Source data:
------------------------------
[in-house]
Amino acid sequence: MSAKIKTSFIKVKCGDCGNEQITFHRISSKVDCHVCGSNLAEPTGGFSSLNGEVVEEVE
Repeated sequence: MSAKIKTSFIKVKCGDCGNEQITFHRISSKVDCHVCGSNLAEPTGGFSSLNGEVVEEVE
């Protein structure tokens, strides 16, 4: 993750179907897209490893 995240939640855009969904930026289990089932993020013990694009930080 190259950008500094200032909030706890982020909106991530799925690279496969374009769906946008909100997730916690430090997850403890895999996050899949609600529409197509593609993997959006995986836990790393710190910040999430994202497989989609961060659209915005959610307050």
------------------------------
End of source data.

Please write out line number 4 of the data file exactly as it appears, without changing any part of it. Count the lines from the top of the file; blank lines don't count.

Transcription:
């Protein structure tokens, strides 16, 4: 993750179907897209490893 995240939640855009969904930026289990089932993020013990694009930080 190259950008500094200032909030706890982020909106991530799925690279496969374009769906946008909100997730916690430090997850403890895999996050899949609600529409197509593609993997959006995986836990790393710190910040999430994202497989989609961060659209915005959610307050």